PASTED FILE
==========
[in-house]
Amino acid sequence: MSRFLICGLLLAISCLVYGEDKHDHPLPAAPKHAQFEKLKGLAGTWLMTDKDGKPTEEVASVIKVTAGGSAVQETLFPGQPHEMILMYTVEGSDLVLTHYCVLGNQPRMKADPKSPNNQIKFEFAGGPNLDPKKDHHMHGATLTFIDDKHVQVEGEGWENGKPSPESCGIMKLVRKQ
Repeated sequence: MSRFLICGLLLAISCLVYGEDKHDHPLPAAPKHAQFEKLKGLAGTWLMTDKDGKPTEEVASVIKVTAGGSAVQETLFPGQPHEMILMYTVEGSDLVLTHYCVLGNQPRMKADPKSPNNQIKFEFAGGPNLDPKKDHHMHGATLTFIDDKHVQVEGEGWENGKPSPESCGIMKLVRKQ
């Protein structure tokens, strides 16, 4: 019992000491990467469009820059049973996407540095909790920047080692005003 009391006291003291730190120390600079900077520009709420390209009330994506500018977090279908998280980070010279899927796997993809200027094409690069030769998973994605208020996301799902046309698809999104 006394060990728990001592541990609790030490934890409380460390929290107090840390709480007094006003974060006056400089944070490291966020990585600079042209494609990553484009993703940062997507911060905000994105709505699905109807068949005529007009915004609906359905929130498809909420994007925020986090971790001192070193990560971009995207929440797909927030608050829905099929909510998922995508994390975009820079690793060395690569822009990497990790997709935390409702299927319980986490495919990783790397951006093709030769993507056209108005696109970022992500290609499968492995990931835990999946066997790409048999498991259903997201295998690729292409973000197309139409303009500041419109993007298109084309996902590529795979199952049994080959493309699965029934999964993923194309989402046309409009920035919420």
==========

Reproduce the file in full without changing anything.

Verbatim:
[in-house]
Amino acid sequence: MSRFLICGLLLAISCLVYGEDKHDHPLPAAPKHAQFEKLKGLAGTWLMTDKDGKPTEEVASVIKVTAGGSAVQETLFPGQPHEMILMYTVEGSDLVLTHYCVLGNQPRMKADPKSPNNQIKFEFAGGPNLDPKKDHHMHGATLTFIDDKHVQVEGEGWENGKPSPESCGIMKLVRKQ
Repeated sequence: MSRFLICGLLLAISCLVYGEDKHDHPLPAAPKHAQFEKLKGLAGTWLMTDKDGKPTEEVASVIKVTAGGSAVQETLFPGQPHEMILMYTVEGSDLVLTHYCVLGNQPRMKADPKSPNNQIKFEFAGGPNLDPKKDHHMHGATLTFIDDKHVQVEGEGWENGKPSPESCGIMKLVRKQ
């Protein structure tokens, strides 16, 4: 019992000491990467469009820059049973996407540095909790920047080692005003 009391006291003291730190120390600079900077520009709420390209009330994506500018977090279908998280980070010279899927796997993809200027094409690069030769998973994605208020996301799902046309698809999104 006394060990728990001592541990609790030490934890409380460390929290107090840390709480007094006003974060006056400089944070490291966020990585600079042209494609990553484009993703940062997507911060905000994105709505699905109807068949005529007009915004609906359905929130498809909420994007925020986090971790001192070193990560971009995207929440797909927030608050829905099929909510998922995508994390975009820079690793060395690569822009990497990790997709935390409702299927319980986490495919990783790397951006093709030769993507056209108005696109970022992500290609499968492995990931835990999946066997790409048999498991259903997201295998690729292409973000197309139409303009500041419109993007298109084309996902590529795979199952049994080959493309699965029934999964993923194309989402046309409009920035919420």